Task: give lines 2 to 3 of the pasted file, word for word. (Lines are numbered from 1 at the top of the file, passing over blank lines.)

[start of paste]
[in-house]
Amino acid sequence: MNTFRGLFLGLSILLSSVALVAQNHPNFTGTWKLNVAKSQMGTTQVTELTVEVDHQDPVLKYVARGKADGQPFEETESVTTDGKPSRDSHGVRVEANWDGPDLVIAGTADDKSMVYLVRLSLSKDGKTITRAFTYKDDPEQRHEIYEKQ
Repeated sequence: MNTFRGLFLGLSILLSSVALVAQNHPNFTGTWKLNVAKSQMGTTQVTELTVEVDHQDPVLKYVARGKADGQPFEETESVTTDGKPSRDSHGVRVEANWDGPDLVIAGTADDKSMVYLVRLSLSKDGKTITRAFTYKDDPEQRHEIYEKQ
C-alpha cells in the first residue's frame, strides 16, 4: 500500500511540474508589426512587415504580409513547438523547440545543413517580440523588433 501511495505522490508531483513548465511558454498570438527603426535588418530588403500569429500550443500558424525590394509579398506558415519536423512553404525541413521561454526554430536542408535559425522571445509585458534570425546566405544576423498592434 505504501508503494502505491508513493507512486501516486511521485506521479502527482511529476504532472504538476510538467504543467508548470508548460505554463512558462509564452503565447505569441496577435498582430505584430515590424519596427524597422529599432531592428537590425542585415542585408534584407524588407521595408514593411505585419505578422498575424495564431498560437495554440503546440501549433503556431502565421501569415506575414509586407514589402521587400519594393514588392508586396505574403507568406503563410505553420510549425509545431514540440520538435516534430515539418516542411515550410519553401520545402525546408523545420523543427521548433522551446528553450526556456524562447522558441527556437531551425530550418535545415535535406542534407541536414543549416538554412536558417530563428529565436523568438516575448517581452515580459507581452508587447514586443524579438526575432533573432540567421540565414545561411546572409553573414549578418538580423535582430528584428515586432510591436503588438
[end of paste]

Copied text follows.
Amino acid sequence: MNTFRGLFLGLSILLSSVALVAQNHPNFTGTWKLNVAKSQMGTTQVTELTVEVDHQDPVLKYVARGKADGQPFEETESVTTDGKPSRDSHGVRVEANWDGPDLVIAGTADDKSMVYLVRLSLSKDGKTITRAFTYKDDPEQRHEIYEKQ
Repeated sequence: MNTFRGLFLGLSILLSSVALVAQNHPNFTGTWKLNVAKSQMGTTQVTELTVEVDHQDPVLKYVARGKADGQPFEETESVTTDGKPSRDSHGVRVEANWDGPDLVIAGTADDKSMVYLVRLSLSKDGKTITRAFTYKDDPEQRHEIYEKQ